Controlling PL/SQL Transactions
In this module, you will discover key concepts and programming techniques involving database transactions.
The two main concepts describe
You will then learn how to code PL/SQL to effectively control data integrity and record locking.
- how data integrity and
- record locking fit in with PL/SQL sub-programs.
By the end of this module, you will know how to:
- Describe how data integrity is compromised
- Identify when each type of locking is used
- Incorporate COMMIT, ROLLBACK, and SAVEPOINT commands within PL/SQL
- Describe how to create explicit locks with a cursor or a table lock
Robust Transaction Model
The Oracle database provides a robust transaction model, as you might expect from a relational database.
Your application code determines what constitutes a transaction, which is the logical unit of work that must be either saved with a COMMIT
statement or rolled back with a ROLLBACK statement. A transaction begins implicitly with the first SQL statement issued since the last COMMIT or ROLLBACK (or with the start of a session), or continues after a ROLLBACK TO SAVEPOINT. PL/SQL provides the following statements for transaction management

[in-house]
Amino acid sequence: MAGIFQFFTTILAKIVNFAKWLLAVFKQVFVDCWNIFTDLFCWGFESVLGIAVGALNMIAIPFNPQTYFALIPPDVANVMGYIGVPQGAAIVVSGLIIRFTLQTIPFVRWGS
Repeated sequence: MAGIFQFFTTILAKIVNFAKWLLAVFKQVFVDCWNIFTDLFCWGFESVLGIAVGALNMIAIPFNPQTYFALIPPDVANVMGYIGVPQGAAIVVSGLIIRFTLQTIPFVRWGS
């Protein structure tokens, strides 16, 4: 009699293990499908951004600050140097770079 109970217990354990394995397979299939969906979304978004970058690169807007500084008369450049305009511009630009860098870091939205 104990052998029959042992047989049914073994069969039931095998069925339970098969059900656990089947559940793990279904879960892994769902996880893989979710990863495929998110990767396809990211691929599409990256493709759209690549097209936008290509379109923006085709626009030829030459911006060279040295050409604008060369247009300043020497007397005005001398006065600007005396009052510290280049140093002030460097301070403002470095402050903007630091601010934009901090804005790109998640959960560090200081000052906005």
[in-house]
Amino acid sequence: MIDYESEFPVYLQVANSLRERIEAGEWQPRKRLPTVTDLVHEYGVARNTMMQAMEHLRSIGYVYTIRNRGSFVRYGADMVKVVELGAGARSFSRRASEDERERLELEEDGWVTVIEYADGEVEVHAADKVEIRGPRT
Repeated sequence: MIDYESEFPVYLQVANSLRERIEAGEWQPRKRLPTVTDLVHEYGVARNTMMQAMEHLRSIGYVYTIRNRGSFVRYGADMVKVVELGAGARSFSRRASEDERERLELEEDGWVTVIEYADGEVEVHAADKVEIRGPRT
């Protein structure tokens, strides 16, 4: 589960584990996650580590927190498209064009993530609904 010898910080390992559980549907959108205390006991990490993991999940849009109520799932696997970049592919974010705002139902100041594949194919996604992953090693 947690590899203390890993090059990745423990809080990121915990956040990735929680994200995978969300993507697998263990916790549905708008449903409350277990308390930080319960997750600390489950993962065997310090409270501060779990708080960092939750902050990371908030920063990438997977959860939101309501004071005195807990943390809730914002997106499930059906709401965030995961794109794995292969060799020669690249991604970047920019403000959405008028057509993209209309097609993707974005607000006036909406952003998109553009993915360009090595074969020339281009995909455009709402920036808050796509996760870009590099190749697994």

These statements are explained in more detail in the following sections.
- COMMIT : Saves all outstanding changes since the last COMMIT or ROLLBACK, and releases all locks.
- ROLLBACK: Reverses the effects of all outstanding changes since the last COMMIT or ROLLBACK, and releases all locks.
- ROLLBACK TO SAVEPOINT: Reverses the effects of all changes made since the specified savepoint was established,
and releases locks that were established within that range of the code.
- SAVEPOINT: Establishes a savepoint, which then allows you to perform partial ROLLBACKs.
- SET TRANSACTION: Allows you to begin a read-only or read-write session, establish an isolation level,
or assign the current transaction to a specified rollback segment.
- LOCK TABLE: Allows you to lock an entire database table in the specified mode. This overrides
the default row-level locking usually applied to a table.
The next lesson describes data integrity.